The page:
Grandfathering of Existing Buildings

I often get questions by owners and/or contractors during forensic inspections regarding damage to building structures and the need to upgrade to the current building codes. Contractors and home inspectors may reference the building codes as justification for the need to unnecessarily upgrade the various building systems (structural, mechanical, electrical, and plumbing) during the course of repairs due to storm related damage or deterioration as well as a real estate transaction. The confusion surrounds grandfathering related to older codes.

The term “grandfathering” is essentially a legal doctrine concerning the use of a property that was in legal existence prior to a change in building codes or zoning ordinances. Since older structures do not often conform to updated zoning and codes, “grandfathered in” generally provides for the legal use of a pre-existing “non-conforming” structure.

In the realm of building forensics and inspections, there can be much confusion concerning the application of building codes to older structures. For the purpose of this discussion, the focus here will be on residential construction. With a sufficient amount of time and research, it could be determined which codes, if any, were in effect for a particular house when it was originally constructed. But who is the governing authority for code enforcement?

To understand enforcement, we need to look no further than the codes themselves. At the time of this writing, the 2015 International Building Code (IBC) and the 2015 International Residential Code (IRC) were the most recently published editions of the governing building codes. Other codes also exist, but for the sake of this discussion, the 2006 editions of the IBC and IRC will be referenced. In the “Adoption” paragraph of the “Preface”, the IBC states that “The International Building Code is available for adoption and use by jurisdictions internationally.  Its use within a governmental jurisdiction is intended to be accomplished through adoption by reference in accordance with proceedings establishing the jurisdiction’s laws.” So, the building codes are written to be adopted and enforced by governmental jurisdictions, namely the building official and inspectors of the municipality (city, county, or state). A contractor or private home inspector has no enforcement authority when it comes to building codes.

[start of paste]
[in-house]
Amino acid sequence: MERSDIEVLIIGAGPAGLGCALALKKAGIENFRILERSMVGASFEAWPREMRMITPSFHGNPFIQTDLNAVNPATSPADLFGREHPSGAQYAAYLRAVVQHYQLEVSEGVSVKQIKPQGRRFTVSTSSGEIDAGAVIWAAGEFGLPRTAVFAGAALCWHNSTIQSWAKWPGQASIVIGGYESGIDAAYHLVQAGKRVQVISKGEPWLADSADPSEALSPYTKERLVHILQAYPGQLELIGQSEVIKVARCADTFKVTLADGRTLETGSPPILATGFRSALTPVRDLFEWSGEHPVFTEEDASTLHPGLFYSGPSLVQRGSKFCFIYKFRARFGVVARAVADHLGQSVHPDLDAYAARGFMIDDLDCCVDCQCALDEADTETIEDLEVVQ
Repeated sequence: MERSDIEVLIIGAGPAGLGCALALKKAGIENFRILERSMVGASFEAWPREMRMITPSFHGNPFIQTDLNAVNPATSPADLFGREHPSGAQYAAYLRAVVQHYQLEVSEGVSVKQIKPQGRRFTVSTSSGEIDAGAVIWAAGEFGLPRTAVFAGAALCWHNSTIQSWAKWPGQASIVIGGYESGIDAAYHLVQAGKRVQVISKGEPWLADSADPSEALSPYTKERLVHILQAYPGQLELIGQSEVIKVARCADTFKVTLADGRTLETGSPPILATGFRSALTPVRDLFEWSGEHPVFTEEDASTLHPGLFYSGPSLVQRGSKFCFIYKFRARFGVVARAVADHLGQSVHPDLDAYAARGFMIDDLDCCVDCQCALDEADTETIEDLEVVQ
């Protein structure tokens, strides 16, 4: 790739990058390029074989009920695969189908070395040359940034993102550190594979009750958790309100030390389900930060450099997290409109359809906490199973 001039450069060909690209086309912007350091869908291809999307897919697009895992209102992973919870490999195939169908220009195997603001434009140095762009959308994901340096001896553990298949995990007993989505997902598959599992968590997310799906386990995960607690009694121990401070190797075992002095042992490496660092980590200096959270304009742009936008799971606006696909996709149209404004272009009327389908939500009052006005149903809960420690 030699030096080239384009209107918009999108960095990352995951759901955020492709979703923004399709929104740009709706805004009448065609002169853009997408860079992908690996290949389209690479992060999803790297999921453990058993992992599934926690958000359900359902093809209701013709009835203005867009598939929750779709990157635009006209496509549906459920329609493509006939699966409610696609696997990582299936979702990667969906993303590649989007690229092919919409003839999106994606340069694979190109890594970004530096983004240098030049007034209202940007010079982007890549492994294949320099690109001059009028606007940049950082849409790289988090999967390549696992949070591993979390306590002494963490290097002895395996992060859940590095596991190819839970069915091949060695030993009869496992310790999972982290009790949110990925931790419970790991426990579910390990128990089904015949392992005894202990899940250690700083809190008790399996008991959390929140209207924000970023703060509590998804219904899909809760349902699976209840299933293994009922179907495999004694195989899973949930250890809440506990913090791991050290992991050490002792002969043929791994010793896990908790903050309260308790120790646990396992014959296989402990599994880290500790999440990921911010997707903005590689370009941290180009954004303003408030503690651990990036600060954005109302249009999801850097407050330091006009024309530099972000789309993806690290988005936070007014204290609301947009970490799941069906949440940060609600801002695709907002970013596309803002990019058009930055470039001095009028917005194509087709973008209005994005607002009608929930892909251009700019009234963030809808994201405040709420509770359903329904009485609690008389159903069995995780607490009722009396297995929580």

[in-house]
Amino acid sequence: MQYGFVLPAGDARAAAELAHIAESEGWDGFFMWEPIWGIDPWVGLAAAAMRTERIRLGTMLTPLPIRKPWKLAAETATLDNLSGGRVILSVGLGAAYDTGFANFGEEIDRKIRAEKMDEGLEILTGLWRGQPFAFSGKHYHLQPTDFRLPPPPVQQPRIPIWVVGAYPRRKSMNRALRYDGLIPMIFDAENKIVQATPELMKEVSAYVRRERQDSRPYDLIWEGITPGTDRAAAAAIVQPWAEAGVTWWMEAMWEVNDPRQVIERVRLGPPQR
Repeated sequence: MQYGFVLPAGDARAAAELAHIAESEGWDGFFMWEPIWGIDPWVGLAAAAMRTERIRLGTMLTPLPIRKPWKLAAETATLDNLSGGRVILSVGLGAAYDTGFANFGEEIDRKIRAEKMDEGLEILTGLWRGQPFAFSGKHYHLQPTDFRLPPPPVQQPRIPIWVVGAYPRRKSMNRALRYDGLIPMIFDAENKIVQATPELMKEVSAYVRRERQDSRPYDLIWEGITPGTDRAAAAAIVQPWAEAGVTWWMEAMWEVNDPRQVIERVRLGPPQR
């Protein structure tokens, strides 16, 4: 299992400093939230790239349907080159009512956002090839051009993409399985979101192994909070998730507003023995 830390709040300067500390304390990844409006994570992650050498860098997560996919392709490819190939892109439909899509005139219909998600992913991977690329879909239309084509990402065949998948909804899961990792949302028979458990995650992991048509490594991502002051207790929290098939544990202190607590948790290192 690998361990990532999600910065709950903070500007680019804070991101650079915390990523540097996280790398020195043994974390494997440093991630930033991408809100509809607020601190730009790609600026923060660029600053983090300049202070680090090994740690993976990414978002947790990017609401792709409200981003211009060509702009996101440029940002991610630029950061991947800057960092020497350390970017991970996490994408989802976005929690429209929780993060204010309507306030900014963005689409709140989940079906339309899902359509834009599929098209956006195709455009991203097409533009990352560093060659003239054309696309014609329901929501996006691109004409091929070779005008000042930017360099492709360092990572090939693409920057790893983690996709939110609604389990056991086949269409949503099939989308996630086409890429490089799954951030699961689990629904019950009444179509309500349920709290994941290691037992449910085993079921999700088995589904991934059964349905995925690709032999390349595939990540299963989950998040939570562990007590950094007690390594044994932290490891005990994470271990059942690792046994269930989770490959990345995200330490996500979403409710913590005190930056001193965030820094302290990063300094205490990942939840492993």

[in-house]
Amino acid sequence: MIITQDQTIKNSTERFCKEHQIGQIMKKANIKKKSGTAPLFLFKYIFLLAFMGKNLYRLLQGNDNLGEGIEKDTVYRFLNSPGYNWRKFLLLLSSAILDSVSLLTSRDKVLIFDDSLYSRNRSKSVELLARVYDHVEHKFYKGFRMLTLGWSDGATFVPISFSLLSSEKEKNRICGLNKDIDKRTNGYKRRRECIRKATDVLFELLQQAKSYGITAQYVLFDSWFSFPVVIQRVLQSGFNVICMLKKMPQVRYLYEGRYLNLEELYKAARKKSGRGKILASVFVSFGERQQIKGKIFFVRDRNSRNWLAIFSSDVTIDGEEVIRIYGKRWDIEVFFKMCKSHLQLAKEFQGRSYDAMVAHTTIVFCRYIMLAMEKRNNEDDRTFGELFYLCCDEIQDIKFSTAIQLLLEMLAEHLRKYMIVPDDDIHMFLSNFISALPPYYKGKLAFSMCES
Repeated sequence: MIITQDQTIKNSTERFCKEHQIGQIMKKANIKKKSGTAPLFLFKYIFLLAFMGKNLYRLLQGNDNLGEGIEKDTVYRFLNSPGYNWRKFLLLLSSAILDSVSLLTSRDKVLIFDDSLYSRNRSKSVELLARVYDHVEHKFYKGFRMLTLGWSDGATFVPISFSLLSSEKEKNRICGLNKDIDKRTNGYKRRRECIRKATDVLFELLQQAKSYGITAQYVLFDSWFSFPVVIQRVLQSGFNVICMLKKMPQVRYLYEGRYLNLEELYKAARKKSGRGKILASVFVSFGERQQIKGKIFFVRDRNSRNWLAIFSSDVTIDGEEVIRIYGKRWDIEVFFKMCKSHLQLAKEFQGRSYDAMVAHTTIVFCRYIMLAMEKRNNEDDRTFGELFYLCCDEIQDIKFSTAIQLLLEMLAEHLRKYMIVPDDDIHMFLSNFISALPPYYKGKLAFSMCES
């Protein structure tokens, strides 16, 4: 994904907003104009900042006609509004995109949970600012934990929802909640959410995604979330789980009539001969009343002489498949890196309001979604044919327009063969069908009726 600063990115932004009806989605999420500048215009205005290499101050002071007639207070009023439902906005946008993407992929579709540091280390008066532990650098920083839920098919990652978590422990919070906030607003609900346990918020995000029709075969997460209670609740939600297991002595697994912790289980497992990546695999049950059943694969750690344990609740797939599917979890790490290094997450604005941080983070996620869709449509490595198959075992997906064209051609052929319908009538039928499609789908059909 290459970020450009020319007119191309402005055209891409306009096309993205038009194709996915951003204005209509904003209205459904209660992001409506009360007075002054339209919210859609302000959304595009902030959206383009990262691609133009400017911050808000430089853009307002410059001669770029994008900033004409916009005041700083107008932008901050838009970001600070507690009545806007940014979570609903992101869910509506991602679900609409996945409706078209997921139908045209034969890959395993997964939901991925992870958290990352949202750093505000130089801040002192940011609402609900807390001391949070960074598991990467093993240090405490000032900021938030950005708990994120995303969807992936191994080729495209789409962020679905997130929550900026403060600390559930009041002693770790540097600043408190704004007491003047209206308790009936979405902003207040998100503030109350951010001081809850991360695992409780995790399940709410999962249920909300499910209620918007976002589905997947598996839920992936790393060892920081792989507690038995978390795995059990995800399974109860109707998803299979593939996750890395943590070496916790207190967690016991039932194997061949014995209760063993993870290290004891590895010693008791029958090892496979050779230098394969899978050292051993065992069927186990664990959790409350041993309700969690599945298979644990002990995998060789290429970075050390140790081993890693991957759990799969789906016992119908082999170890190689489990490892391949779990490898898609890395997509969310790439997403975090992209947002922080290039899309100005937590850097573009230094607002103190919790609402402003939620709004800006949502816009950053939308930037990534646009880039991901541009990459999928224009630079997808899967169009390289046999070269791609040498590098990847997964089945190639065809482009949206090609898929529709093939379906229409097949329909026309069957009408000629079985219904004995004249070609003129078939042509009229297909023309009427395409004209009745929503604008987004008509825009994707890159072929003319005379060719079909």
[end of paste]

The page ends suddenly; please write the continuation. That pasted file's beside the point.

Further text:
It is not the intent of a typical home inspection to be a thorough code-compliance inspection. For most older homes, a code compliance inspection is impossible as the inspector cannot see what is hidden inside the walls and would normally not know the governing building code at the time of original construction. References may be made to the currently enforced codes, but the new-building codes are intended for new construction and not to be applied retroactively. An inspection and report provided by a private home inspector does not obligate either party in a real-estate transaction to address anything written in the inspection report. Rather, a home inspection is to provide information about the condition of the house, particularly items that concern life, health, and safety, which is the true intent of the building code. As is stated in IRC Section R101.3, the “purpose of this code is to provide minimum requirements to safeguard the public safety, health, and general welfare …”

The newest codes represent the latest technologies, materials, methods, and approaches to better protect the health and safety of the general public. But their application in older homes may not be practicable or possible. Ultimately, the inspection merely provides information to the client.  The client decides what actions to take, if any.

– Doug Stephens, PE

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